An international bank draft is a transfer of money from one person to another in a different country using a bank account. In addition, the transaction is guaranteed by the sender's bank. This is one of the reasons people use them instead of other forms of paper or electronic payments.
Understanding what an international bank draft is, as well as the foreign draft meaning, and how they work will help you add this type of payment option to your personal finances.
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Consider Also: How to Send a Bank Draft
Bank Drafts Basics
Bank drafts are transactions that, unlike regular checks, are guaranteed by the issuing bank. Let's say you want to rent a house for a vacation overseas and you need to put down a $1,000 deposit. The landlord wants the first month's rent in advance. If he doesn't have PayPal, Venmo, Zelle or CashApp, a bank draft is a secure payment option that's been around for decades and many people know and trust.
You send the $1,000 draft from your bank to the landlord. Your bank removes $1,000 from your account and holds it in one of the bank's accounts until the landlord cashes the draft. This helps the landlord avoid receiving the check, sitting on it for a few days or a week, and then trying to cash it, only to find out that you've overdrawn your account during the past few days.
Consider Also: How Bank Drafts Work
International Bank Drafts
One problem with international bank drafts is that transactions can take longer. This is especially true if you are using paper drafts and snail mail. If you want to speed up the process, you'll have to pay for overnight delivery of your draft.
Consider Also: Bank Draft vs. Check
Similar Types of Checks
More and more people are using digital banking, and e-payments made from a bank are often called drafts. For example, your utility, cable or internet provider might draft your monthly payment from your checking account if you set that up with your provider.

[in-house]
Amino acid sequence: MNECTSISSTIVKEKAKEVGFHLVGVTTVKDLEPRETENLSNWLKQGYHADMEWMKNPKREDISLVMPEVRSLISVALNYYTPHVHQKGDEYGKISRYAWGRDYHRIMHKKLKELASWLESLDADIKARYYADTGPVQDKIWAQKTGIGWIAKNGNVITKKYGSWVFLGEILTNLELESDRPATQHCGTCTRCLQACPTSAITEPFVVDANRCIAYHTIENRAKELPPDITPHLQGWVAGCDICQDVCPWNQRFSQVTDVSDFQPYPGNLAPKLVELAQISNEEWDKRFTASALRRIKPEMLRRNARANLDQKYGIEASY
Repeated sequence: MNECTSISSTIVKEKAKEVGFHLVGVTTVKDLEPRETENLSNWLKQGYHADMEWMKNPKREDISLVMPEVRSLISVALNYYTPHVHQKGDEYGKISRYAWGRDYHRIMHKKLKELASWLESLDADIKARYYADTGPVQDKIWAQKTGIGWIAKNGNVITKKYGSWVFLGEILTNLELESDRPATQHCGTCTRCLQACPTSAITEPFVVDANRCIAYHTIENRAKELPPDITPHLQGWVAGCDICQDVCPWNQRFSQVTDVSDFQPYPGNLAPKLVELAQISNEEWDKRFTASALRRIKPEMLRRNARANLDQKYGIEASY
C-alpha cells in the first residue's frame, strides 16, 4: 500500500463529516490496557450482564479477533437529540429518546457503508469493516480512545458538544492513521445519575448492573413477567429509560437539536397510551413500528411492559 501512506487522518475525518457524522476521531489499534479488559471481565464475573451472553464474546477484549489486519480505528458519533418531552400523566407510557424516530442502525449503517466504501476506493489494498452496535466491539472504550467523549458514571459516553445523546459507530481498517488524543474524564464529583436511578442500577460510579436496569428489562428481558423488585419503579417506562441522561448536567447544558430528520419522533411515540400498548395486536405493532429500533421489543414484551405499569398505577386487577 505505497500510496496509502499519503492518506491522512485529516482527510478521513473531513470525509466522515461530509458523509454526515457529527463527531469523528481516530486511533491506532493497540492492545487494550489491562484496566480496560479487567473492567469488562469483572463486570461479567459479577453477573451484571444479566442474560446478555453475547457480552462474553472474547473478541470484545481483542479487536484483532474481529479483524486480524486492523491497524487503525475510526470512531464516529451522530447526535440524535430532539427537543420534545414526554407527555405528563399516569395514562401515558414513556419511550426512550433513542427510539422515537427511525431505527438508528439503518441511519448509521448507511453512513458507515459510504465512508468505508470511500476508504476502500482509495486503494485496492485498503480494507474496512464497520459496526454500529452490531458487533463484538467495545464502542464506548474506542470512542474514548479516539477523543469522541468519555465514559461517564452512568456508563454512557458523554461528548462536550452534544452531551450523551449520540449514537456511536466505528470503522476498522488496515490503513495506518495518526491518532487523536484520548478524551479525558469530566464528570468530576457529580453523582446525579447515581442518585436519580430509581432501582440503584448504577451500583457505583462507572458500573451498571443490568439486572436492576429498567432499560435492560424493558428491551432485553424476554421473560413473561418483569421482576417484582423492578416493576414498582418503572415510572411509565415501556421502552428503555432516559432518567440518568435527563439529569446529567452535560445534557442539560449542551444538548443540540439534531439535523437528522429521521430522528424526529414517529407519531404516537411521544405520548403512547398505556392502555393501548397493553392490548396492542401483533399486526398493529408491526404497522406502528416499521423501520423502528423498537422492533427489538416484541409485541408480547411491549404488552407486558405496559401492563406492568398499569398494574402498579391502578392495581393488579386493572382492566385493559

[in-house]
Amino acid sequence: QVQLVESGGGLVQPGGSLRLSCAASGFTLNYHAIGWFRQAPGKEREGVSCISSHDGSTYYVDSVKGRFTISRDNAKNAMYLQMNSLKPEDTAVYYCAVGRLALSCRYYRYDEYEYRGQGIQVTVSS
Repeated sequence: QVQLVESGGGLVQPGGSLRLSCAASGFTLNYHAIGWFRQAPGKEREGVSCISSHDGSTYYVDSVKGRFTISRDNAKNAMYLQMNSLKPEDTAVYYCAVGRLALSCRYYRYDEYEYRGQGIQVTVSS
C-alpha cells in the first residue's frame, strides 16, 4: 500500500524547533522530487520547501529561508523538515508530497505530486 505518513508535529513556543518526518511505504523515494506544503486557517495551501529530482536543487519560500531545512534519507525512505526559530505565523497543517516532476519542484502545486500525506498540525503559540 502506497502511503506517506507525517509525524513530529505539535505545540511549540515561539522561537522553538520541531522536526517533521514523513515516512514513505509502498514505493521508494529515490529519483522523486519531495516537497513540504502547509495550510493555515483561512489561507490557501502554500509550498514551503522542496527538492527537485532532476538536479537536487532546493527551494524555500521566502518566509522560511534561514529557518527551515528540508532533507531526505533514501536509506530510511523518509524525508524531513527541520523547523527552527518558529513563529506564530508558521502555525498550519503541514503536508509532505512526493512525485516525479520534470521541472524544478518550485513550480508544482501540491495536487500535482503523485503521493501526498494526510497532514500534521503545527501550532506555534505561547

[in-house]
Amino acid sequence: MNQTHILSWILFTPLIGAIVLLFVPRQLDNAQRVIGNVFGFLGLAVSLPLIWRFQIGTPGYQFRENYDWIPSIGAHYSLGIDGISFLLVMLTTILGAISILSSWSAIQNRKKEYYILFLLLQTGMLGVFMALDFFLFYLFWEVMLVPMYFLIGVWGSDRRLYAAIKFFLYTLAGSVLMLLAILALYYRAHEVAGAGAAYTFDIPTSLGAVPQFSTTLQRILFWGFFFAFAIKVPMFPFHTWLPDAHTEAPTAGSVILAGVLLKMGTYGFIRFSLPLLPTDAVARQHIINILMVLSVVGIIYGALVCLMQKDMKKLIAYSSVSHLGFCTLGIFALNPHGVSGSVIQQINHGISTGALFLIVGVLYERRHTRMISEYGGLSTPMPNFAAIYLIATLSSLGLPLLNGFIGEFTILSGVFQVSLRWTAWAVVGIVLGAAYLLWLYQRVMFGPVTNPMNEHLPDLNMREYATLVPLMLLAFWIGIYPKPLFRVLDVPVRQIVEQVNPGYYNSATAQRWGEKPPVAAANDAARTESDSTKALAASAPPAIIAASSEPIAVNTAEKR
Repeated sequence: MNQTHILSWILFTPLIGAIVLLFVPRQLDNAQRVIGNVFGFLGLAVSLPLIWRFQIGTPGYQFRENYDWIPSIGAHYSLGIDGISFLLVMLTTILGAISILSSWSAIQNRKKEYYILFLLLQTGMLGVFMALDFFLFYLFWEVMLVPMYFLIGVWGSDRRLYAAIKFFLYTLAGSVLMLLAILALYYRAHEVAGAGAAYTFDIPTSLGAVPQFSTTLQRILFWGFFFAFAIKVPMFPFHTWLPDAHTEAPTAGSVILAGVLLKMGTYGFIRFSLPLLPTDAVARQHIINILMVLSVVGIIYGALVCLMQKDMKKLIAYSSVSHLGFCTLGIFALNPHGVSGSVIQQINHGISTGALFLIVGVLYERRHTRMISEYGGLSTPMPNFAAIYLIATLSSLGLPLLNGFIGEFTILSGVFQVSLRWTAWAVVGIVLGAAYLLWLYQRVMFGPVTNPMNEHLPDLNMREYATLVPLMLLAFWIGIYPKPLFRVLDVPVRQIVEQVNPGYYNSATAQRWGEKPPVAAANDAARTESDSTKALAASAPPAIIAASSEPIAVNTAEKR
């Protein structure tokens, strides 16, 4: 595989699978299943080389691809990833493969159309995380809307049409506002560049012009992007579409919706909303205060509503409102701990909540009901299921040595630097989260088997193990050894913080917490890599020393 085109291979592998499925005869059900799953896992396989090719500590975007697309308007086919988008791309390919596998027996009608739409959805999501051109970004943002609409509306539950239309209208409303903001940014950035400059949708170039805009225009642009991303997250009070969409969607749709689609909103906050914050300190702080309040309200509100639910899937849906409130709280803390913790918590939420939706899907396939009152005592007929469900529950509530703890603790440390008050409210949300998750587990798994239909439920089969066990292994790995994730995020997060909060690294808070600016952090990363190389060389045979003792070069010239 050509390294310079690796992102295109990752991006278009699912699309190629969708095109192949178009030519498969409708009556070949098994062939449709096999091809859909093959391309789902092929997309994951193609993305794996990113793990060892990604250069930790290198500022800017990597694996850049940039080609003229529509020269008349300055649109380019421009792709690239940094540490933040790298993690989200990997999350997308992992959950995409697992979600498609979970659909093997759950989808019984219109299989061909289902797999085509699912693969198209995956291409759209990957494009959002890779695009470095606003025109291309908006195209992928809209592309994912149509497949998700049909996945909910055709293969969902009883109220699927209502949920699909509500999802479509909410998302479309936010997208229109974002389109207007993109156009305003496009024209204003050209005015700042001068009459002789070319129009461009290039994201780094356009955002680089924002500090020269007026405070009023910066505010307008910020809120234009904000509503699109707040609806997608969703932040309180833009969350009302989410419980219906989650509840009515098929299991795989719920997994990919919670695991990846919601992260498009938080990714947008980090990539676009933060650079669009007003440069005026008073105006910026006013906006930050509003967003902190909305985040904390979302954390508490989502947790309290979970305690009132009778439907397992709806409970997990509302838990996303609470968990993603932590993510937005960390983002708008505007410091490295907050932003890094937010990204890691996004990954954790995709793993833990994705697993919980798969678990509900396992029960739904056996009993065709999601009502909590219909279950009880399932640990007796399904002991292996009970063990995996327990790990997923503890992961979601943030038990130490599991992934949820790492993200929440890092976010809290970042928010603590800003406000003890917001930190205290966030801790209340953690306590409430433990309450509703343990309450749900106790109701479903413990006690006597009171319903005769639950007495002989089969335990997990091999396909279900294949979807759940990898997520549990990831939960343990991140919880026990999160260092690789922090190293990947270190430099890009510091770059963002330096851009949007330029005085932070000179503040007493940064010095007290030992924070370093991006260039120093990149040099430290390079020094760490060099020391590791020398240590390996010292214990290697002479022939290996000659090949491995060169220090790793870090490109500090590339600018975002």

Cashier's checks are similar to bank drafts, but they are guaranteed by the bank with its own money, not yours. Of course, you'll need to pay the bank or have enough in your account to guarantee the check.
Because the money is from the bank's account, most banks will cash it for you immediately. That's because it's not going to bounce. Many people use the terms "cashier's check" and "bank draft" interchangeably – ask your bank if this is true, and if not, what the difference is.
Certified Checks and Money Orders
With a bank draft, your money is being used, and even though the bank is holding it to make sure your draft goes through, the transaction might take an extra day or so. A certified check is one that you write and sign, and the bank certifies that the check is legitimate and you have enough money to cover it – at the time you wrote the check.
Banks don't always guarantee certified checks, so they are not as secure as bank drafts or certified checks. A money order is like a check, but you might not need to have an account at the institution issuing the money order. For example, if you go into the grocery store customer service counter, you can often send money out of the country by purchasing a money order and then mailing it. This is safer than sending cash through the mail.